olimay: (Default)
Interesting "prolegomena", apparently Chapter 33 of the Zhuangzi, which is a survey of schools of thought at the time. I'd not heard of a lot of them, and the conception I had for a few seem different from the description.

Mozi - Mohists, the "ascetics". My concept of them was a rational-empiricist school. But portrayal here is more like the Cynics of Diogenes' mold.

Song Jian / Yin Wen - tolerance, let go of your material possessions, consideration and forgiveness--very Christian (or Cynic in the pattern of Crates of Thebes)

Peng Meng, Tian Pian and Shen Dao ("Temple of the God of Grain group") - detachment, resignation to inevitability, rejection of control over life by reason: live in a state of nature and transcend morality ("P'eng Meng's teacher used to say, 'Al the ancient followers of Tao tried to do was to reach the state beyond praise or blame.") and pretty close to the popular misconception of Laoist thought with a touch of noble savage. Zhuangzi says they only partially understand Dao.

Laozi & Guan Yin - big contrast in the Laozi wuwei vs the Temple of the God of Grain "return to nature". Note that Guan Yin is the officer who persuaded Laozi to write his book, not Guanyin the Bodhisattva of mercy. Instead of "reject humanness, be an animal" we have "appear like clear water", movement in a state of rest. A great deal harder to understand.

Zhuangzi - constant change, lots of questions, radical skepticism!

Hui Shi and the "Sophists" - Why this borrowed term in the translation? Subtlety probably lost on more modern readers, who oversimplify "sophist" as "fake philosopher". Anyway: context dependence of verbal logic, relativity of time and space. Zhuangzi thinks these exercises just amount to playing around with words, no matter how impressed the logicians seem. Later Wittgenstein (according to the summary of others; I've never read the guy) would probably agree with Zhuangzi. Hui Shi really likes to talk, likes to blow other peoples' minds with words, revels too much in the material. But Zhuangzi thought of him as a good friend and a worthy mind.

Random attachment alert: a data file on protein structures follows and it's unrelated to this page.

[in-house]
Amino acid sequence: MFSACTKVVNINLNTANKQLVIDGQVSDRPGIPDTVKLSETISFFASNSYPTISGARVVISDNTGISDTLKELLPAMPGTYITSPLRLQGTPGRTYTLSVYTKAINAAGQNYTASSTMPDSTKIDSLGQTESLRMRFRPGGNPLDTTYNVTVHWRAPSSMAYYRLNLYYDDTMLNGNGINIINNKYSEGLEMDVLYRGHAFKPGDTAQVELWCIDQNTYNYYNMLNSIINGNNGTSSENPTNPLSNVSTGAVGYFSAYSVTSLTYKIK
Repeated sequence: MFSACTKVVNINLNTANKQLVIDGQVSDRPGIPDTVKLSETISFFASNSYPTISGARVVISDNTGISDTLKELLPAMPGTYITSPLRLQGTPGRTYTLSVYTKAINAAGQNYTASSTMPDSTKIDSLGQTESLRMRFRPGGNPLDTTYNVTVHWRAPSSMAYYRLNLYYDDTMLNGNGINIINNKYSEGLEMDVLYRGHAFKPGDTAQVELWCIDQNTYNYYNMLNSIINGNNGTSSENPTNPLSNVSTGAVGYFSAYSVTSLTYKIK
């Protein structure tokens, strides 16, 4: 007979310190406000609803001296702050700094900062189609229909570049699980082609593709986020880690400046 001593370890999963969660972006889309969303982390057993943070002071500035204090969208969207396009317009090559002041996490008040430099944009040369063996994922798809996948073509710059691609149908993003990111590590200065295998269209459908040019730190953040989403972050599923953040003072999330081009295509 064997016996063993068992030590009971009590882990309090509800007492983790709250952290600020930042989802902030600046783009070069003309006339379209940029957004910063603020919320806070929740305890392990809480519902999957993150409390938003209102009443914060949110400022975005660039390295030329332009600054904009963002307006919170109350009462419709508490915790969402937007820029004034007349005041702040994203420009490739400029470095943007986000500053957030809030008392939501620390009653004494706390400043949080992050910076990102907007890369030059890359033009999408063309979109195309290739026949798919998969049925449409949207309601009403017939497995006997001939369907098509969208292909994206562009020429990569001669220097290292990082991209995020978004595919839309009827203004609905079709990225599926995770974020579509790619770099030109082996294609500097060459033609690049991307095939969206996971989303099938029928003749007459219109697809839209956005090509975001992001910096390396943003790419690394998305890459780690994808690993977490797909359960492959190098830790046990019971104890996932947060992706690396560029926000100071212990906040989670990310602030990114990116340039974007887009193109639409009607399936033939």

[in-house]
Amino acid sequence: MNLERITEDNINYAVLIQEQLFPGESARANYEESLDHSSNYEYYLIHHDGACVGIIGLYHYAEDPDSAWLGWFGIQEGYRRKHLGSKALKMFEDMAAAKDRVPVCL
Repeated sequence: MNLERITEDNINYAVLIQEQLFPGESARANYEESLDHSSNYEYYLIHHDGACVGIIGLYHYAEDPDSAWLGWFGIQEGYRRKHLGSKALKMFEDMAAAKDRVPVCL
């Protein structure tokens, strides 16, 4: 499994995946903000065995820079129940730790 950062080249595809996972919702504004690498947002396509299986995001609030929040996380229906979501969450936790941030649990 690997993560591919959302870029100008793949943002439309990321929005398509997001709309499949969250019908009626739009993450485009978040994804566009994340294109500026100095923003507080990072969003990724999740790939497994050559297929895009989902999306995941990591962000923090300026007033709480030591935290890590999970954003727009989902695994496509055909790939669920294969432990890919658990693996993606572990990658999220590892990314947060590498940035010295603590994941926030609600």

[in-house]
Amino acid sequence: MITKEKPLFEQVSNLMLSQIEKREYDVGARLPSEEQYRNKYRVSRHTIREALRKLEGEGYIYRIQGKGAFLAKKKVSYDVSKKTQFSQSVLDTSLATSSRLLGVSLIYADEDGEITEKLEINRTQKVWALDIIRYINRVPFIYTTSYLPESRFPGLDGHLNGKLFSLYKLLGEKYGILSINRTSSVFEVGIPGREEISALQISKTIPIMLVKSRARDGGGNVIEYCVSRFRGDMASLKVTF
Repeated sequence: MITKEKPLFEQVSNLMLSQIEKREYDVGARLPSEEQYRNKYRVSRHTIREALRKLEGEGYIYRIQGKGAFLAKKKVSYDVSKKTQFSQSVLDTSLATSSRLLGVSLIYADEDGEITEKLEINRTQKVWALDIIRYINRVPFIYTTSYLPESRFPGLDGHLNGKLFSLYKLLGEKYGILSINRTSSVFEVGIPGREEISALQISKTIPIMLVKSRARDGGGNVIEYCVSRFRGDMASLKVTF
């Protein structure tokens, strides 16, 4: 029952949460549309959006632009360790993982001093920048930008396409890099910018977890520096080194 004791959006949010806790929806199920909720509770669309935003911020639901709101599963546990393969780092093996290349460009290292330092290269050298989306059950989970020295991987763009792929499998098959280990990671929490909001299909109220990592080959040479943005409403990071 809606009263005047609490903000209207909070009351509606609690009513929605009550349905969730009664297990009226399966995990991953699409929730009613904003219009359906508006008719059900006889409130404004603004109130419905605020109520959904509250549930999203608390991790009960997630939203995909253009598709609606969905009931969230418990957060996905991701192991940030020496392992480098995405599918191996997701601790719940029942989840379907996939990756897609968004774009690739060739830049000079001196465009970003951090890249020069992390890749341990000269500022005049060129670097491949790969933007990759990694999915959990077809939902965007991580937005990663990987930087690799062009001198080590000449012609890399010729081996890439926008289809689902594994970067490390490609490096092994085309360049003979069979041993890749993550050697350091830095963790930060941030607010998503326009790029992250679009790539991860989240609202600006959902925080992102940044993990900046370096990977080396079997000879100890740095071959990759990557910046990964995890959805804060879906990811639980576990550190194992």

olimay: (Default)
It seems that the great truths of the world have been seen by the wise men of all ages, regardless of country and period. Dr. Millikan, Einstein, Eddington, Emerson, Laotse and Chuangtse, with different backgrounds and possessing different tools of knowledge, come back to nearly the same thing. The preceding statement of belief is, I believe, acceptable to most thinking modern men. But the ideas are characteristically Taoist: "it is enough for me to contemplate, etc.," "the intelligence manifested in nature," "which we can dimly perceive," and "that part of Him that became us." Emerson, too says, he was a part of "God in nature."


The looping, circular, relative, seemingly anti-positivist view. Something that resonates with me aesthetically, much more than reductionism ever did. But maybe not Lin's version, which is about a combined cultural and intellectual wholesomeness. More anti-materialist than anything. I'm more about the skepticism. Or so I think. Haven't really examined myself. Don't know if I'm well read enough to really do so.

Interestingly, Lin scoffs at people who say that there was no one real person as Laozi (or Zhuangzi); says that it is a continuation of a bad attitude earlier anti-intellectual ages:
it should be remembered that critical skepticism became almost a disease in the Manchu Dynasty, and in the case of Laotse this may be attributed to the pernicious influence of Liang Ch'i-ch'ao, who thought that Laotse's book was most probably produced by some forgers in the third century. There was so much loose talk about forgery, and textual critics could not distinguish between a forged work and later interpolations of single passages. Therefore, when one hears a Chinese scholar saying that Laotse, or the great majority of the chapters of Chuangtse, was a forgery, without sufficient show of evidence or exact reasoning, one may be sure that he is merely aping a fashion which has by now become very tiresome.


Rings of apologia. I need to look again, but Spitznagel, who references more recent Sineticists, seems to entertain that possibility a bit more.

[Lin, Yutang. (1948). The Wisdom of Laotse. Random House: New York.]

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